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The Great War (1914-1918) Forum

Remembered Today:

Capt George Nicholson

Adrian Roberts

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Captain George Crosfield Norris Nicholson RFC,died 11/3/1916.

Can anyone with the usual references tell me how he died, and preferably anything about his service history? CWGC says he is buried in the UK, so probably not KIA

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Hi Adrian, I can't give you much but it's a start. 28 Squadron was based at Gosport (Fort Rowner) at the time of his death and Captain Nicholson was 'killed whilst flying', along with his observer AM2 J H Martin, in their FE2b Serial No: 6362. Perhaps someone else can confirm whether or not the squadron was on home defence duties (night flying?) at the time, but there's no mention of this in Jeffords 'RAF Squadrons'. 28 squadron was eventually re-equiped with Sopwith Camels and sent out to France in October 1917.


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FE2b 6362 was wrecked on 11 March 1916 when it crashed after a nose dive following a side-slip.

I hope that this is useful.


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Thanks Steve and Gareth.

The reason why I was interested is his connection to the Seely family.

The obituary of Captain Lord Mottistone RN appeared in the Daily Telegraph recently.


As Lt David Seely, he took part in the sinking of several U-boats in WW2, but said that he had a boring war as he was never sunk himself. I was interested to see that he was the fourth son (oldest by the second wife; first wife died) of WW1 hero Major-General John "Jumping Jack" Seely, later 1st Baron Mottistone

There was a thread on Jack Seely on this site a while ago, but briefly, after serving in the Boer War and being awarded the DSO, he was Secretary of State for War in 1912-14 and had several flights in military and experimental aircraft while planning and developing aerial warfare (as did his Naval counterpart, the First Sea Lord, Winston Churchill).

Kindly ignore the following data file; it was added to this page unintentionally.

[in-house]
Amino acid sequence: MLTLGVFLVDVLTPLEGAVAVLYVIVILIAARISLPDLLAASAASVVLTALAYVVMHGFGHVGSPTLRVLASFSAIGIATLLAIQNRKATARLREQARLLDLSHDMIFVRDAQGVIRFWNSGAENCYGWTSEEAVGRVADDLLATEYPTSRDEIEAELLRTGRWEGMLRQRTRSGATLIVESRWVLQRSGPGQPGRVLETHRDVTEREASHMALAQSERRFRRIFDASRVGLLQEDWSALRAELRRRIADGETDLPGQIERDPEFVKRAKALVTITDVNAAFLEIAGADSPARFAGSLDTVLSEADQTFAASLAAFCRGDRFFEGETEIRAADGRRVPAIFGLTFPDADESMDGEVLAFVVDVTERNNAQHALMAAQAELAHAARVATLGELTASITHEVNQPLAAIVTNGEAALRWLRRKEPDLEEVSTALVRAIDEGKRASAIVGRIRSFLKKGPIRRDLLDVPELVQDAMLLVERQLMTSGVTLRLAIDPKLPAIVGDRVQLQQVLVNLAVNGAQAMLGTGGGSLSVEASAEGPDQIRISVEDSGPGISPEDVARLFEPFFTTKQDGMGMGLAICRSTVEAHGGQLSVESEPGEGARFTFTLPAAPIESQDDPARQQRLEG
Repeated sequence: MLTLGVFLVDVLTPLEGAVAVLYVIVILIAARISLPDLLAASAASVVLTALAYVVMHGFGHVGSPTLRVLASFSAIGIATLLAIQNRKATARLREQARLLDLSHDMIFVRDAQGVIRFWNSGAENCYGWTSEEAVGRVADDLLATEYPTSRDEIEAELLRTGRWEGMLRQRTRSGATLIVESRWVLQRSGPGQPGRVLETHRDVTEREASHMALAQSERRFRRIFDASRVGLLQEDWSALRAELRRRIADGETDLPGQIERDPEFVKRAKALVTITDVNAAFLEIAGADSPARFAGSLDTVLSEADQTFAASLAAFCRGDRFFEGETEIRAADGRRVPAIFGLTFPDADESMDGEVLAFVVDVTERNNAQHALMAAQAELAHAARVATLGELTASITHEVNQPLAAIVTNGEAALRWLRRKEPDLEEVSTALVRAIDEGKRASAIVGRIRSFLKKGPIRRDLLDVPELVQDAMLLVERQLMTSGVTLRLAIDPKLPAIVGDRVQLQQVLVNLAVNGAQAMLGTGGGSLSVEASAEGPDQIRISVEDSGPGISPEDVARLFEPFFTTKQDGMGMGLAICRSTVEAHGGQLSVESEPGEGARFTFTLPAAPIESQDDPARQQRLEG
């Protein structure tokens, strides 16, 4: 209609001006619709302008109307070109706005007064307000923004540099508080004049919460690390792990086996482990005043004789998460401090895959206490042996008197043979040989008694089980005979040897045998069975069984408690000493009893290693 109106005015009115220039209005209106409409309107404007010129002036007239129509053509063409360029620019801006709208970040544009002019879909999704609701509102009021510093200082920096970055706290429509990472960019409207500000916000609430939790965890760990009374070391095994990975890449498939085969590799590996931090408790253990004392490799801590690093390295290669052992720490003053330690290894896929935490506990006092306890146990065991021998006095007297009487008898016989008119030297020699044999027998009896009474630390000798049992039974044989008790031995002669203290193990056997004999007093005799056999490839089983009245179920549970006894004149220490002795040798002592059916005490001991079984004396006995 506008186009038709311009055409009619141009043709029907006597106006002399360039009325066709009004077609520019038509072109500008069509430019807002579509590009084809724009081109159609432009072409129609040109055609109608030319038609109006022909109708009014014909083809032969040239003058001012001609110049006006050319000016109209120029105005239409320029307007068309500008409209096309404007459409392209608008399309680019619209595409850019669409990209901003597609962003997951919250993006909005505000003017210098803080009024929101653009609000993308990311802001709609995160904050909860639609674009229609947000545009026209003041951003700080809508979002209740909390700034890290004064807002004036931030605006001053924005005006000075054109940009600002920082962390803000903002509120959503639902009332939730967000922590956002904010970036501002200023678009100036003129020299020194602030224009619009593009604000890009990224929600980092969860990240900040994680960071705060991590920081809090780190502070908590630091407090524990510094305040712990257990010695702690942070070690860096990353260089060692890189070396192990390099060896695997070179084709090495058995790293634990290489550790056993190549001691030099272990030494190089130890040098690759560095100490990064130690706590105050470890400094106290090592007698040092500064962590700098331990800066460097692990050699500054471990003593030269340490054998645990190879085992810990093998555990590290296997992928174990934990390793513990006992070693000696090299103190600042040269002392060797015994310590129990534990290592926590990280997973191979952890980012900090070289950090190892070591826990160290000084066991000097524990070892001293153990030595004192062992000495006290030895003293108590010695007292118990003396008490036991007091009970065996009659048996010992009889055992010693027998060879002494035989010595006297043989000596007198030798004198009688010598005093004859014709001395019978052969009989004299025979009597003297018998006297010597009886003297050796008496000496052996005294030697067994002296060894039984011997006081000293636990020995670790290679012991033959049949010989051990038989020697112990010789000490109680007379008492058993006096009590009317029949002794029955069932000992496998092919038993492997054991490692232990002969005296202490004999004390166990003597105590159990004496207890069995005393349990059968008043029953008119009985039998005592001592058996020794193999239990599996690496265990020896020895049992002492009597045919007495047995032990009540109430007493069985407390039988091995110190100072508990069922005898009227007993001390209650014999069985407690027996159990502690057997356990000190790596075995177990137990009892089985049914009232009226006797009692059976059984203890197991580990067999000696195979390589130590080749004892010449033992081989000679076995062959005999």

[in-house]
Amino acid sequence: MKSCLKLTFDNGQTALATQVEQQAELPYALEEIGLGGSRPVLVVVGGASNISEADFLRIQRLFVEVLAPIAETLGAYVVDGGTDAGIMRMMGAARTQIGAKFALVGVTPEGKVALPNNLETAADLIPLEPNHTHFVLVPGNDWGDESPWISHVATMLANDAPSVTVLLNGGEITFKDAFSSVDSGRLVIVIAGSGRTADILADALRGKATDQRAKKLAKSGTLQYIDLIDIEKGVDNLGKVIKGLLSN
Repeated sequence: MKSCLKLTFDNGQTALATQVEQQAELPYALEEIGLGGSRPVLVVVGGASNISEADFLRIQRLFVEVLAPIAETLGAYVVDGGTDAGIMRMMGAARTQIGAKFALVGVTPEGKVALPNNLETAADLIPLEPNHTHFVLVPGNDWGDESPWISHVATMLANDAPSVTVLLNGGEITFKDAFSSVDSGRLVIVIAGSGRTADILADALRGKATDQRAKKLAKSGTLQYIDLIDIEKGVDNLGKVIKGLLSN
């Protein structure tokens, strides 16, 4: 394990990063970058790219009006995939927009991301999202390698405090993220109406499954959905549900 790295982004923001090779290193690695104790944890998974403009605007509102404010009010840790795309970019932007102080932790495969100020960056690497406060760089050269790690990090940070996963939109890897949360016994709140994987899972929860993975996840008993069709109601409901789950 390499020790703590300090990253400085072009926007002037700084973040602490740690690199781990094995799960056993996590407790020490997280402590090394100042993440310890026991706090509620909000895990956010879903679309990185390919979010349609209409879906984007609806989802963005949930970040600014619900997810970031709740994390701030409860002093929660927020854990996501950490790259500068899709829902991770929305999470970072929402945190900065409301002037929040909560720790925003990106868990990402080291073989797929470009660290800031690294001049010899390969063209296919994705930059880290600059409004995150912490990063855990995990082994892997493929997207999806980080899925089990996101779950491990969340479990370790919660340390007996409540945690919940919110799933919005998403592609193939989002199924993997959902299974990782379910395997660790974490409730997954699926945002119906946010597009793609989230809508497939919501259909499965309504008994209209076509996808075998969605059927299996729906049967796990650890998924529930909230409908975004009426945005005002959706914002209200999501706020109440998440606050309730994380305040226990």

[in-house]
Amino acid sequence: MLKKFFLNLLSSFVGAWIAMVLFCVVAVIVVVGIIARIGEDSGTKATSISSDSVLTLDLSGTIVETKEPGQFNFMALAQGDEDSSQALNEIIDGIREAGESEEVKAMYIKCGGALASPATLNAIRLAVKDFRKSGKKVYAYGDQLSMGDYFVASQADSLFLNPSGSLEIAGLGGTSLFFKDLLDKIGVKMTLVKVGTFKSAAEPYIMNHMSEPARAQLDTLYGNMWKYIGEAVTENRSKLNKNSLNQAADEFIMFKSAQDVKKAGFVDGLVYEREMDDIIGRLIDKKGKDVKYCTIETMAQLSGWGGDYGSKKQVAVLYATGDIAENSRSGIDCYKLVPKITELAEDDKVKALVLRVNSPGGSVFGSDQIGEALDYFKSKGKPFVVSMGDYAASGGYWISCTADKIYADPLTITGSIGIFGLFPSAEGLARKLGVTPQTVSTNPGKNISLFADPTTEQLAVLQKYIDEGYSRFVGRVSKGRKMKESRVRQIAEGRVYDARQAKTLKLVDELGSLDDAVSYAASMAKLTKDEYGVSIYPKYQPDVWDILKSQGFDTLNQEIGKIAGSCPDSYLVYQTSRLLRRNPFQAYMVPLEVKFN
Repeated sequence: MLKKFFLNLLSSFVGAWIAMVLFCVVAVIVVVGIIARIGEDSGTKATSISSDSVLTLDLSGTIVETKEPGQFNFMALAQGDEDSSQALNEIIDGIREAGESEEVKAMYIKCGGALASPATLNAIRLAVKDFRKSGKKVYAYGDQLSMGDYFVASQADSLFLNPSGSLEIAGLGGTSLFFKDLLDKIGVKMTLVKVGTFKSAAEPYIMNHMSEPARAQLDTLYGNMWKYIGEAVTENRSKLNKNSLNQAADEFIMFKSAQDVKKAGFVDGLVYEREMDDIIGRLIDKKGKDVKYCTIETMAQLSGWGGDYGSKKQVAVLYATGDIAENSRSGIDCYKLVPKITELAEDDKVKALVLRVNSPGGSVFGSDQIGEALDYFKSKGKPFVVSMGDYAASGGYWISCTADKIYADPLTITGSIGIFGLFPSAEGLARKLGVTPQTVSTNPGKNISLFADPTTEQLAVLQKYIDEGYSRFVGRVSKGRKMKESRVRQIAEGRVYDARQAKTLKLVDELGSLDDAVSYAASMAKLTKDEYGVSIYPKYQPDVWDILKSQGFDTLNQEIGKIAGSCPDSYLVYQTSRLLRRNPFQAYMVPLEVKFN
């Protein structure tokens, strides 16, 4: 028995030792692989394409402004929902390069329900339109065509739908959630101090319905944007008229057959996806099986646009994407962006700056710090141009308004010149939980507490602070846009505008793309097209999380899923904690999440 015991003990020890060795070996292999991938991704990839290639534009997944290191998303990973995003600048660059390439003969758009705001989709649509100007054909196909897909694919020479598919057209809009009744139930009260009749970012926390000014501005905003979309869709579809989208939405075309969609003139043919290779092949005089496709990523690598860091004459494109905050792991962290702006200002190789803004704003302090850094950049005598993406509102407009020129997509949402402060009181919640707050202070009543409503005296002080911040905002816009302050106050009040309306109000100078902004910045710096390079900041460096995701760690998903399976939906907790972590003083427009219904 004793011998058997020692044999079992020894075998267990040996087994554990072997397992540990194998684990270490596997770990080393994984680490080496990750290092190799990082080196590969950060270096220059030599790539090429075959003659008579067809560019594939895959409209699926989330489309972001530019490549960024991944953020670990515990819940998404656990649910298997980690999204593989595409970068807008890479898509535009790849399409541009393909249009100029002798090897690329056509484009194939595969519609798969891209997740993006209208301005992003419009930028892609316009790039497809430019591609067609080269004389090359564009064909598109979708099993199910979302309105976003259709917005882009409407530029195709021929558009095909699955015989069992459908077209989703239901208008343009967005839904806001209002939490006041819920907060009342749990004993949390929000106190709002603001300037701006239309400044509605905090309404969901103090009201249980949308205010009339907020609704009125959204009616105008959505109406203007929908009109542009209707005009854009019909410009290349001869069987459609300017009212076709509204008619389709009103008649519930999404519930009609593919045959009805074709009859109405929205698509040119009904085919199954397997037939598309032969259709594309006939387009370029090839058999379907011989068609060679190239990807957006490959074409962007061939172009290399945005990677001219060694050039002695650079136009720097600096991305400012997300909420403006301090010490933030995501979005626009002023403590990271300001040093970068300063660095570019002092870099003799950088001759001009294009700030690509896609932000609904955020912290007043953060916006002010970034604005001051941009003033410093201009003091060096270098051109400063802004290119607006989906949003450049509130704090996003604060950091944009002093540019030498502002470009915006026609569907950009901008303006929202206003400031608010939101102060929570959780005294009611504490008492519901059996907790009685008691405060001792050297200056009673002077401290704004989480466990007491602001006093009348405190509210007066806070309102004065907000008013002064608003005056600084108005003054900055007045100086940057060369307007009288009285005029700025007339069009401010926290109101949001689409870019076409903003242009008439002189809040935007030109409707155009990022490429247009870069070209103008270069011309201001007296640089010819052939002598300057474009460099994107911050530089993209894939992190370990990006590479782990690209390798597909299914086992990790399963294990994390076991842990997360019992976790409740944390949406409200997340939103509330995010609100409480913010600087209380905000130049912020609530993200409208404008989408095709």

Volunteering for active service in WW1, at the age of nearly 50 he personally led one of the last Cavalry charges of the British Army (actually the Canadian Cavalry) on 30th March 1918 near Ypres. He was riding his famous horse "Warrior" who had won the Derby before the war (and was probably part of the inspiration for the novel and new film "War Horse").

The Seely family are a prime example of a family who served their country in peace and war and suffered accordingly.

Both Jack Seely and his older brother Sir Charles Seely, 2nd Baronet, lost their eldest sons within a week of each other in 1917. Both were with the Hampshire Regiment, but one is buried in France and the other in Gaza, Palestine so they must have been with different battalions. (Jack’s second and third sons, the 2nd and 3rd Barons, seem to have died without male heirs in the 60s hence David becoming 4th Baron). Another son of Sir Charles, Hugh, served in WW1 with the Grenadier Guards, and was Secretary of State for Air 1942-45, being ennobled in his own right as Lord Sherwood.

Squadron Leader Nigel Seely, the youngest son of Sir Charles, born 1902, died on 10/5/43. Before the war he had served with 601 sqdn AuxAF. Wikipedia and thepeerage.com says he died in action, but that is unlikely as the CWGC say he is buried in the UK, in his home cemetery at Brighstone on the Isle of Wight. Flight Global does not mention him in their on-line document libraries. There is a photo of his grave on-line and of a plaque erected by one of his brothers in the church nearby, but this gives no details, so I suspect he died of natural causes. I know we are straying into WW2 here, but if anyone here can confirm his cause of death I would be grateful.

George Nicholson was the first husband of Jack Seely's second wife, David's mother.


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